Undoubtly, as a token of excellent customer service, Apple and Adobe might - separately or jointly - nite the bullet and comepansate affected users. 

    It is standard practice in the electronics industry to put protections in place for any component that could possibly be damaged by some unforeseen issue.

    We have current and temperature protections for lithium batteries/charging circuits, current limiting for LED lights, thermal throttling for processors and so on. Apple is usually on top of things, but this time they made a mistake.
    While I’m aware about the standard practice, I don’t k ow regarding this specific case. What’s state of the art regarding speakers? Do others manufacturers protect them against overload? Or can you kill any speaker with the “right” input?
    You can kill any speaker with the incorrect input. Too much power, impedance mismatch etc. can both lead to blown speakers. I have personally never seen a speaker than is built to prevent such a thing on the input side. I have seen “circuit breakers “ that trip but only for the power supply if they are powered speakers. The wrong audio input will still destroy even the best studio speaker and its common that engineers who listen to their tracks at high volume eventually blow out their speakers. So you don’t even have to go that wild to create a failure and it totally effects too end speakers. 
    dysamoriawonkothesane
  • Reply 14 of 22
    elijahg said:
    I say this is primarily Apples fault.

    The amplifier circuitry that drives the speakers should have had some sort of protection built in to limit the maximum amount of power that could be sent to the speakers.
    From a liability standpoint this is my so easy. While without a doubt a good idea, nothing requires such a protection mechanism from Apple. Therefore, you can argue that the damage it is the consequence of a defect of Adobe’s software which makes them liable. 
    However, I’m not sure what the fine print of the EULA says. I’d be surprised if they wouldn’t have some CYA passages in it to this effect. 
    Undoubtly, as a token of excellent customer service, Apple and Adobe might - separately or jointly - nite the bullet and comepansate affected users. 
    Nothing userland software does on a computer should ever cause physical damage to it. If for example - under normal ambient temperature - one was running the CPU flat out and it proceeded to burn out, is that your fault or Apple's for not implementing thermal protections? 
    Well, nothing as long as the product is used as intended. 
    If you let your hair dryer run for hours and hours until the thermal fuse (which is in cheaper models not reversible nor replaceable) goes bing and the dryer stops functioning - whose fault is it? It all comes down to the design which is based on intended use and conditions. 
    Usually, this already comprises (ot at least should comprise) a good level of robustness - even when something happens beyond this intended working window. You remember “hard disk music” applications back in the 90s (?): https://m.youtube.com/watch?v=jEzXjJN1RH0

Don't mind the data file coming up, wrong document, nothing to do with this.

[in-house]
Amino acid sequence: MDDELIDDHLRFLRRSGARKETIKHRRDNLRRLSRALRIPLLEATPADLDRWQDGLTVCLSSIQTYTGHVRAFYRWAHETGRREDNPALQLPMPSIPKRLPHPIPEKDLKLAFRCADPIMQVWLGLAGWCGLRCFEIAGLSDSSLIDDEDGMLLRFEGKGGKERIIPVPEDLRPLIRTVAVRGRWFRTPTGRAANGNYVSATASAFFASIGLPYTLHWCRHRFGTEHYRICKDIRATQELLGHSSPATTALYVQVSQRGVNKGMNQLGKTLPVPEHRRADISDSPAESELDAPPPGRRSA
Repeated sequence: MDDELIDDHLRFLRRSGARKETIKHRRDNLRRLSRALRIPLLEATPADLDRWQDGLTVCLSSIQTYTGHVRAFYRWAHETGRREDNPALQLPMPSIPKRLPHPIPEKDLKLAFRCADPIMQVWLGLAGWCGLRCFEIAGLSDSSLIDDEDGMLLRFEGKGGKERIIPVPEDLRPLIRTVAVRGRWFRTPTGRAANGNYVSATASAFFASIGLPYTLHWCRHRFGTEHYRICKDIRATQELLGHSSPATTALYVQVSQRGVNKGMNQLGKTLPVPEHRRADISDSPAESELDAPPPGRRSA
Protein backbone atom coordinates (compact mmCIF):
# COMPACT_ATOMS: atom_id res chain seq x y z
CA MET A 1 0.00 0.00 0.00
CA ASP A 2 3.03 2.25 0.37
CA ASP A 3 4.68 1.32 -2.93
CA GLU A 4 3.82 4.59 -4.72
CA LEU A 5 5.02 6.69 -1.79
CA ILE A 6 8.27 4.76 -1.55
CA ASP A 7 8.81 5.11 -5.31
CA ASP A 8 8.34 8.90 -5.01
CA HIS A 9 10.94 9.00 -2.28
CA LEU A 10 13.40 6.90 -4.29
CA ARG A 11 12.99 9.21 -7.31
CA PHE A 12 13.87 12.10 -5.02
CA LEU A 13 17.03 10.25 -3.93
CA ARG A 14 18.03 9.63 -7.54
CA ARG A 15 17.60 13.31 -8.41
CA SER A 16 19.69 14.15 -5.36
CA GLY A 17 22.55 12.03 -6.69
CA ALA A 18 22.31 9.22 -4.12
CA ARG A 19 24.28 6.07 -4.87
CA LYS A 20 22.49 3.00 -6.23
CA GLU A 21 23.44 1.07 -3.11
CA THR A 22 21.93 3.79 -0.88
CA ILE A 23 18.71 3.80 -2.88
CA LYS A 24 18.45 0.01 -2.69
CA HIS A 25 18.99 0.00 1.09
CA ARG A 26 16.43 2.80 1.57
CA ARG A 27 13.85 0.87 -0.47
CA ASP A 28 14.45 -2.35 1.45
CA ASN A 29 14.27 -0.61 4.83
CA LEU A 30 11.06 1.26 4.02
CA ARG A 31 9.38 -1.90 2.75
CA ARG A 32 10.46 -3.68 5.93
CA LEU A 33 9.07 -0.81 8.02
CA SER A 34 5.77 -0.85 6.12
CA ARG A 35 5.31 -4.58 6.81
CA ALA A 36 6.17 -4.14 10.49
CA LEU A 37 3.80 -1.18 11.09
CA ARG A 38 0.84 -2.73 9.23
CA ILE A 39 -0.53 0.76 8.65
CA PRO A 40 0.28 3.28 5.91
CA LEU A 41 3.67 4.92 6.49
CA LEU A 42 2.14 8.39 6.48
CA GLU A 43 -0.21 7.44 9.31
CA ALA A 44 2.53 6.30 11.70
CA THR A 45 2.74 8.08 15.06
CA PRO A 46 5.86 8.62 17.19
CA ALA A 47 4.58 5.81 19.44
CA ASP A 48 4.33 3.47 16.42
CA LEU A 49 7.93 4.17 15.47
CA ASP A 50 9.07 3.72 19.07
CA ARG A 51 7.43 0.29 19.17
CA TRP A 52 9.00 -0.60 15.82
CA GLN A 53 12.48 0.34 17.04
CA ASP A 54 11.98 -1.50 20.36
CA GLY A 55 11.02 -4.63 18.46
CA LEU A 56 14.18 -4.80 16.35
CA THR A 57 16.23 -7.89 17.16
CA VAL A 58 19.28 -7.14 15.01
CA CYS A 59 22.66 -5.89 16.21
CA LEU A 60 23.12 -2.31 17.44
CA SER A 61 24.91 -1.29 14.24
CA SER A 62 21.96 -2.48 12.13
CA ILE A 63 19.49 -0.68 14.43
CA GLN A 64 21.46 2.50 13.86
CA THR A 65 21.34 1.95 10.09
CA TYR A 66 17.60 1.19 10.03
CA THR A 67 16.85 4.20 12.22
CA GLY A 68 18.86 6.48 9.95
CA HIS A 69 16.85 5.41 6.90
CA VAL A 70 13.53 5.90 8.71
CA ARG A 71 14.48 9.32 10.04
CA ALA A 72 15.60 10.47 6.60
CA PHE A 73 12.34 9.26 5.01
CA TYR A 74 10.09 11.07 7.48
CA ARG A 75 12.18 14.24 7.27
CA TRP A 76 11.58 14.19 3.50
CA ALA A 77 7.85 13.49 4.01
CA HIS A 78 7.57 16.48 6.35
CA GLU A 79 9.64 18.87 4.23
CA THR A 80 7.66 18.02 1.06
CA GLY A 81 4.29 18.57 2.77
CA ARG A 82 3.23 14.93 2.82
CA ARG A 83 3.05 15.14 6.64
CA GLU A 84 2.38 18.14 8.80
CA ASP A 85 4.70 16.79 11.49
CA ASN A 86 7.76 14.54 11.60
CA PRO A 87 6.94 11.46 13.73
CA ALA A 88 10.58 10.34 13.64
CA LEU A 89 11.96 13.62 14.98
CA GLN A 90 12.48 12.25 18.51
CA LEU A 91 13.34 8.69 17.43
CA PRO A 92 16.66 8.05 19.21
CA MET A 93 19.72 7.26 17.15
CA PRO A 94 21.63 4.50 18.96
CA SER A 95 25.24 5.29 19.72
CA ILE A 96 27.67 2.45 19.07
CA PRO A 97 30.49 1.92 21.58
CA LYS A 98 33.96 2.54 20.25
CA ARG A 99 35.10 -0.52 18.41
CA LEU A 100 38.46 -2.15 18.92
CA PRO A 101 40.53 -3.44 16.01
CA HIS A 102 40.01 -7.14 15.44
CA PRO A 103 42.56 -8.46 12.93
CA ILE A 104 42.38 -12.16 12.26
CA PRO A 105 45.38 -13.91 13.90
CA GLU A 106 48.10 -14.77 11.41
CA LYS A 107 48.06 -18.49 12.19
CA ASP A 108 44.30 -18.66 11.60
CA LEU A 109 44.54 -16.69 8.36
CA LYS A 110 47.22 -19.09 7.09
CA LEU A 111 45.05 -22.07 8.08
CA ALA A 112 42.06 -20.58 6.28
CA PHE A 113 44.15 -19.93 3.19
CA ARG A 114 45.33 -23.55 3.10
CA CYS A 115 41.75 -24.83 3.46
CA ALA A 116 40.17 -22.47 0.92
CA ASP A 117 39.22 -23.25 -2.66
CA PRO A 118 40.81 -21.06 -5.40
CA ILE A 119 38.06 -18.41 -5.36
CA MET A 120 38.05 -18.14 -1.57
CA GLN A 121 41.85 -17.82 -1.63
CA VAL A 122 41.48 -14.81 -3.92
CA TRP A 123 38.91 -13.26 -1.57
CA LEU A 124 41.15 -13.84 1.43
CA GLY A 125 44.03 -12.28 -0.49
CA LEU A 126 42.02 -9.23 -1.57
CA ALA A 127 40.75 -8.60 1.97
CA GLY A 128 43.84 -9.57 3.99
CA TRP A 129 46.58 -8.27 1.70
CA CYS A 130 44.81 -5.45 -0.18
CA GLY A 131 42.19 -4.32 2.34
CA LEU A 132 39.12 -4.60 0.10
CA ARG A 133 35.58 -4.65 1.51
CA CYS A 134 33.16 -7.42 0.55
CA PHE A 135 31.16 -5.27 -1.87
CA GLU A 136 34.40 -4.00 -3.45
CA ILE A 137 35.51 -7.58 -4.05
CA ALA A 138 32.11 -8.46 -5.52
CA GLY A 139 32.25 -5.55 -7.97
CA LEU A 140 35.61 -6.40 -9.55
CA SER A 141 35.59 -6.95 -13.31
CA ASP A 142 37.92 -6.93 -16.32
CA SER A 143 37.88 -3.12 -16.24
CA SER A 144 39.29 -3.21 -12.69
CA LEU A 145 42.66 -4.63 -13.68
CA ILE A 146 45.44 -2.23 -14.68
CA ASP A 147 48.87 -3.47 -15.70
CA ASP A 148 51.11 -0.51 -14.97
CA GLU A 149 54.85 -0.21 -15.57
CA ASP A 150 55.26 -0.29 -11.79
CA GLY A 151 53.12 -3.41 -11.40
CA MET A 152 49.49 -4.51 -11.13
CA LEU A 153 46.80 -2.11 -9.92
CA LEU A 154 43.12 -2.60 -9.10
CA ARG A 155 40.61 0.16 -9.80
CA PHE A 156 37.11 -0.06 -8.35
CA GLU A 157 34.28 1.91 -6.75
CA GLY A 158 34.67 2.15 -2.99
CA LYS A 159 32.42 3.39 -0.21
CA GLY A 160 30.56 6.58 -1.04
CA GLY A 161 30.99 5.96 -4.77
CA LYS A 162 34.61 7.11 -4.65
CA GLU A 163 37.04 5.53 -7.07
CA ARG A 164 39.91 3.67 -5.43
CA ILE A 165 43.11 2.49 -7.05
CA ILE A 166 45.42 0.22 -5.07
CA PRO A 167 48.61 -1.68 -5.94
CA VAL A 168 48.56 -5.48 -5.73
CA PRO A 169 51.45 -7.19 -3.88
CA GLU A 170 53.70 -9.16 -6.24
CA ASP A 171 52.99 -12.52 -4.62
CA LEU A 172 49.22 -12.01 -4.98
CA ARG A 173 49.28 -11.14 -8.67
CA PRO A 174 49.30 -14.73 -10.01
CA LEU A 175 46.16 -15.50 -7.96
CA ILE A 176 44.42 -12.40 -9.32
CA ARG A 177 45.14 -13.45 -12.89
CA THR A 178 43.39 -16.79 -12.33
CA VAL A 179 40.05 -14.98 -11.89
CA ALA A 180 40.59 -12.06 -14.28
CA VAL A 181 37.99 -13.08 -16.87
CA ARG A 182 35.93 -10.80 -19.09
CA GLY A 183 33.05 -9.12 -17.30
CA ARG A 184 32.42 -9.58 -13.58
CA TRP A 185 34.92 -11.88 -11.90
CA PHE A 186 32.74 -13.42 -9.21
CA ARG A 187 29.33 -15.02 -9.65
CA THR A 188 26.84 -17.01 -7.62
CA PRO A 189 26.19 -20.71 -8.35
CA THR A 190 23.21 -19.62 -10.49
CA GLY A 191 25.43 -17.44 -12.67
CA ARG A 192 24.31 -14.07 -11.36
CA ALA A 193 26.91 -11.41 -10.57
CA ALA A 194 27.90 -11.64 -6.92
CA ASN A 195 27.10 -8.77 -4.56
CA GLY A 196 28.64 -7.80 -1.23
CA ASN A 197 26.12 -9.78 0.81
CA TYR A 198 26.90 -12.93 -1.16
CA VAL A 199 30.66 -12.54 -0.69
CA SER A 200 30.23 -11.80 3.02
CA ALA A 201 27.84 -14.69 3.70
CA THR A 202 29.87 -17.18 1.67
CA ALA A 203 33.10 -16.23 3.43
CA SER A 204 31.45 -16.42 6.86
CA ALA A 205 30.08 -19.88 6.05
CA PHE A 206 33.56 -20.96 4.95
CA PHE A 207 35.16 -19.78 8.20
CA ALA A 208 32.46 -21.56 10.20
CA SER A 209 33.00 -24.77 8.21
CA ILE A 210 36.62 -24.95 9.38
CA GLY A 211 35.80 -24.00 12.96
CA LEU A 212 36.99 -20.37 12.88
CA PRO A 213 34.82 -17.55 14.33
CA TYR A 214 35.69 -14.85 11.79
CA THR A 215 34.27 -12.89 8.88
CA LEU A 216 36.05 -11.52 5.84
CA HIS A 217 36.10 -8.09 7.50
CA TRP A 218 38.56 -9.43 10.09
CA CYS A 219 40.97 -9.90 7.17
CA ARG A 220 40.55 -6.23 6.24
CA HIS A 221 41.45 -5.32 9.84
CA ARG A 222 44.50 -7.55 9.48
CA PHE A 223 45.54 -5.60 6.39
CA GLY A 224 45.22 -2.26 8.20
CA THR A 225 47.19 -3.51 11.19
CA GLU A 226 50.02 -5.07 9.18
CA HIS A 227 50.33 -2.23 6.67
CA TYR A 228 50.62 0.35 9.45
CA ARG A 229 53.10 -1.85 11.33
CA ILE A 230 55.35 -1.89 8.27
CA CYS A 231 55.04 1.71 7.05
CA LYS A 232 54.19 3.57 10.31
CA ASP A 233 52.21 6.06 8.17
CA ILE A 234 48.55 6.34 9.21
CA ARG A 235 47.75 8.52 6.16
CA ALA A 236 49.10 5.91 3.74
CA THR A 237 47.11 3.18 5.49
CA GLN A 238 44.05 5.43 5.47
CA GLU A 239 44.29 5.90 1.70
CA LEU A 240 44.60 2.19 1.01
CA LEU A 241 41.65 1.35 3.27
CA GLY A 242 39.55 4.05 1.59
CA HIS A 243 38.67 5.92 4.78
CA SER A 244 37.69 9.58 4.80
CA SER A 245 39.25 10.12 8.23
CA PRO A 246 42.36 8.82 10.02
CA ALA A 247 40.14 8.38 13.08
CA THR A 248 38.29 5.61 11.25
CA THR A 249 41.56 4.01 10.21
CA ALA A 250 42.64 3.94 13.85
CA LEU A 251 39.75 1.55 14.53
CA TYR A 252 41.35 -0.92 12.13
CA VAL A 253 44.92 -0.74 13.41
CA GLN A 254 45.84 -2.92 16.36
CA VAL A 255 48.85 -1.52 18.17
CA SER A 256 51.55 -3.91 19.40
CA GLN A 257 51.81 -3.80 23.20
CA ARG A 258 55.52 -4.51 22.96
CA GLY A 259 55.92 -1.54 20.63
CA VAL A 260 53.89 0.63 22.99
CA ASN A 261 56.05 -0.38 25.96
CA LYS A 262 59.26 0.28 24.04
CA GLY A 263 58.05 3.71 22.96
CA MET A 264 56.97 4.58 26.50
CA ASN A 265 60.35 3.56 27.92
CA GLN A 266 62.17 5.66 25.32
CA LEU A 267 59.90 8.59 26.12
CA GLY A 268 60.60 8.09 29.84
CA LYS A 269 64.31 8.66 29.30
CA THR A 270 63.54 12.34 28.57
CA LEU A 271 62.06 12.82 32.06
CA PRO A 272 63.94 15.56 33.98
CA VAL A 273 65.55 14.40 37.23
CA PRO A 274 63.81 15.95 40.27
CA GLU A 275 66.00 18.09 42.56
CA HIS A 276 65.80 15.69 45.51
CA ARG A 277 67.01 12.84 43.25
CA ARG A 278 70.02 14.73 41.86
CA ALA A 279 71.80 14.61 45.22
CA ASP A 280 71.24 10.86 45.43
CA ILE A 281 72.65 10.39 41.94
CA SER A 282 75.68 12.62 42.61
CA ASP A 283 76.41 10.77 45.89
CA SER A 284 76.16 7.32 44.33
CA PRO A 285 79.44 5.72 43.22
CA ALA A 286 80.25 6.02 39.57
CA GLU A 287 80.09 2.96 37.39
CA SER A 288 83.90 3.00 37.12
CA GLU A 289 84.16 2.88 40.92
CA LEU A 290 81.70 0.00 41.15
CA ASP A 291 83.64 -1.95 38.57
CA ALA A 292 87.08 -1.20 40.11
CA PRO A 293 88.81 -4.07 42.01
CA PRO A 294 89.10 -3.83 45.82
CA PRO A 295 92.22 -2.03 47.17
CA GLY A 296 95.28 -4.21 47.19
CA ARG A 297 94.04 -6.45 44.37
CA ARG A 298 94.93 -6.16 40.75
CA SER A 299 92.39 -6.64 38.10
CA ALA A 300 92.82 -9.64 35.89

i don’t think you’d have any luck suing the computer manufacturer for killing your drives in this - though entertaining - way. ;)
    The thermal fuse should never blow unless there's a problem, no matter how long it's on, some people take 15 minutes or more to dry their hair! Your example is a bit out of the realms of "userland," you can't make a computer access a floppy disk in quite the way you can with a specially crafted signal from an Arduino... Though it is amusing! 


    I say this is primarily Apples fault.

    The amplifier circuitry that drives the speakers should have had some sort of protection built in to limit the maximum amount of power that could be sent to the speakers.
    From a liability standpoint this is my so easy. While without a doubt a good idea, nothing requires such a protection mechanism from Apple. Therefore, you can argue that the damage it is the consequence of a defect of Adobe’s software which makes them liable. 
    However, I’m not sure what the fine print of the EULA says. I’d be surprised if they wouldn’t have some CYA passages in it to this effect. 
    Undoubtly, as a token of excellent customer service, Apple and Adobe might - separately or jointly - nite the bullet and comepansate affected users. 

    It is standard practice in the electronics industry to put protections in place for any component that could possibly be damaged by some unforeseen issue.

    We have current and temperature protections for lithium batteries/charging circuits, current limiting for LED lights, thermal throttling for processors and so on. Apple is usually on top of things, but this time they made a mistake.
    While I’m aware about the standard practice, I don’t k ow regarding this specific case. What’s state of the art regarding speakers? Do others manufacturers protect them against overload? Or can you kill any speaker with the “right” input?